Diabetes mellitus is a chronic metabolic disorder in which the body either doesn’t produce enough insulin to keep blood sugar at normal levels (type 1, or insulin-dependent diabetes), or the cells do not properly respond to the insulin(type 2, or non-insulin-dependent diabetes). The normal fasting blood sugar is 80-120 mg/dL; this can go up to a level of 160 mg/dL two hours after meals. Symptoms of diabetes include increased thirst and frequent urination (especially at night), unexplained increase in appetite, unexplained weight loss, fatigue
, erection problems, blurred vision, and tingling or numbness in the hands or feet.
People who have diabetes are at increased risk for many serious health problems, including hardening of the arteries (atherosclerosis) and heart problems, eye problems that can lead to blindness, kidney problems, circulation and nerve problems.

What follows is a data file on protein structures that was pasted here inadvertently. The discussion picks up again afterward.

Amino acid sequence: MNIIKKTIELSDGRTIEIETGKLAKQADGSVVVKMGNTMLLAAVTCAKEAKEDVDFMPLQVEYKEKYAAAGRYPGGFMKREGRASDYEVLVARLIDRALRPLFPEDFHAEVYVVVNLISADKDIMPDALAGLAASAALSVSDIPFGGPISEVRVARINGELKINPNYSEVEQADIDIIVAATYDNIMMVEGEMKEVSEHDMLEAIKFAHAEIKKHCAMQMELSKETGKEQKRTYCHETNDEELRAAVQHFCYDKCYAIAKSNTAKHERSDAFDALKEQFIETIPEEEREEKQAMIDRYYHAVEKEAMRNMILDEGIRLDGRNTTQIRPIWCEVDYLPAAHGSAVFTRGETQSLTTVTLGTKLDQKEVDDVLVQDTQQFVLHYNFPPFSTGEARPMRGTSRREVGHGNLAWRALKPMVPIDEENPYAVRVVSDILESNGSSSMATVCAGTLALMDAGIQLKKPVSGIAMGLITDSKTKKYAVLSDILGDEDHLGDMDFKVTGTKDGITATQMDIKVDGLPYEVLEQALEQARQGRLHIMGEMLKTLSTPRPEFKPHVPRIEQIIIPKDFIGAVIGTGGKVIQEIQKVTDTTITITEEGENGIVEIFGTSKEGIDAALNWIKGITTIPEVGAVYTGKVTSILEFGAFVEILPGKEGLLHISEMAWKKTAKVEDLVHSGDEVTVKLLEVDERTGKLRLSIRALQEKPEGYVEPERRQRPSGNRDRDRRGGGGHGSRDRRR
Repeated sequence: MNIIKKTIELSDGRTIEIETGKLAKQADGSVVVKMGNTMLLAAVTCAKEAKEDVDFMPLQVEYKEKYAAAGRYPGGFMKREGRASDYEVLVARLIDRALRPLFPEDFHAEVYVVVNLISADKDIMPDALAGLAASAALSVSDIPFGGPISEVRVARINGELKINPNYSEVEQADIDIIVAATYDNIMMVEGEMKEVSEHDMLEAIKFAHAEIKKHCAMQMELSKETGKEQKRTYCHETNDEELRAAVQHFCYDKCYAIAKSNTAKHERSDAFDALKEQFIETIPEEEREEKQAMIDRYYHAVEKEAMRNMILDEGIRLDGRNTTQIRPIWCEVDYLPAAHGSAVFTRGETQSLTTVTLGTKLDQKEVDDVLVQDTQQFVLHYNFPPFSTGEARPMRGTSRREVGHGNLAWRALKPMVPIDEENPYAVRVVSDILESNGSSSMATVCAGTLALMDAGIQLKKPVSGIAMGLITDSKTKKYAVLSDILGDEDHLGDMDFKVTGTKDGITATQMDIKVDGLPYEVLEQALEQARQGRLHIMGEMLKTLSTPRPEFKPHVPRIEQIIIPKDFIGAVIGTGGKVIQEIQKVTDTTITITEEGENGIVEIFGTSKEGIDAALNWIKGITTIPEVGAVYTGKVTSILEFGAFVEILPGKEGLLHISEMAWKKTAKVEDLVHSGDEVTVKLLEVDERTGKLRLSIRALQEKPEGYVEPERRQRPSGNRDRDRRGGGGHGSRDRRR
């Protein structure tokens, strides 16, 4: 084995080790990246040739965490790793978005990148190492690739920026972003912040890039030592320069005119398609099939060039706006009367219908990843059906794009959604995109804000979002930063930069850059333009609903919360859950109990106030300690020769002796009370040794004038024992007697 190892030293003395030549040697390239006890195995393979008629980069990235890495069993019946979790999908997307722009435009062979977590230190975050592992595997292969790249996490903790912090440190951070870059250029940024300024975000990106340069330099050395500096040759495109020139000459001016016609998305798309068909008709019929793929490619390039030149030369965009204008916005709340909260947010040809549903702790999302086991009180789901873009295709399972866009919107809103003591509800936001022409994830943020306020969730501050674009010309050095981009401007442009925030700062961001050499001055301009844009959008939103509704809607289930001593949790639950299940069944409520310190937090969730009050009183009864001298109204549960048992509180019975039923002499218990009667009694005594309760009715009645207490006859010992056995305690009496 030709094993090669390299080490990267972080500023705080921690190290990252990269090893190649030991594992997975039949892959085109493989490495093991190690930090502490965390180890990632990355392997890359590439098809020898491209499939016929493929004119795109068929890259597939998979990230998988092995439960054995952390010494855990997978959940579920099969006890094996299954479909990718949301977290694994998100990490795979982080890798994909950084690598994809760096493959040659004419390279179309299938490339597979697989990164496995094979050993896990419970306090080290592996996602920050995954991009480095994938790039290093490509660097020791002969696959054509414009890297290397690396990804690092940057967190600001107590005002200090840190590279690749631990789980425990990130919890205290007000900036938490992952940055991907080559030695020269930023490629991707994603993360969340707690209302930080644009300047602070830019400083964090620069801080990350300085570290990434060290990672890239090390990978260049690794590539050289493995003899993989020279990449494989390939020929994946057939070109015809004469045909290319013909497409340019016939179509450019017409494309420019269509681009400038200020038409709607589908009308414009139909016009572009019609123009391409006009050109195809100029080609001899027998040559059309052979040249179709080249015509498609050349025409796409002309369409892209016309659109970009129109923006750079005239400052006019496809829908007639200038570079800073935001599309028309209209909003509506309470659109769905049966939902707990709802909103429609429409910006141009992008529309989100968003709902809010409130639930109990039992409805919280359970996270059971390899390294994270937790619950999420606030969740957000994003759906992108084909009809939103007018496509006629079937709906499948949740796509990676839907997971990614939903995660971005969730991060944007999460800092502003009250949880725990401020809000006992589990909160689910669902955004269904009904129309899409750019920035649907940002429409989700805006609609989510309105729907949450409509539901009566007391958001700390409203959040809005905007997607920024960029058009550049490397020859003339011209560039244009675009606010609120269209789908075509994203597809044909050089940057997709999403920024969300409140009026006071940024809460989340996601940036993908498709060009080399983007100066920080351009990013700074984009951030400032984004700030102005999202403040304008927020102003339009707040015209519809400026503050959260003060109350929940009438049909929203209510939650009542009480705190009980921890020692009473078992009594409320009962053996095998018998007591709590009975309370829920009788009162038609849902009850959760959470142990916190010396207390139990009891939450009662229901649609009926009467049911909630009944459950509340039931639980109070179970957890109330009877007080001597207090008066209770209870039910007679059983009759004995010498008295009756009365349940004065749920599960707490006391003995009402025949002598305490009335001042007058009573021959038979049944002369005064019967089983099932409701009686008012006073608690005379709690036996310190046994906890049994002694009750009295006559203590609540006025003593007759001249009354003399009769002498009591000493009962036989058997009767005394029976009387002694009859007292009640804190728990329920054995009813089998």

Diabetes is treated with diet and lifestyle changes and with medications (such as insulin or oral medications). If blood sugar levels are kept within the recommended range, the risk for many complications from diabetes decreases.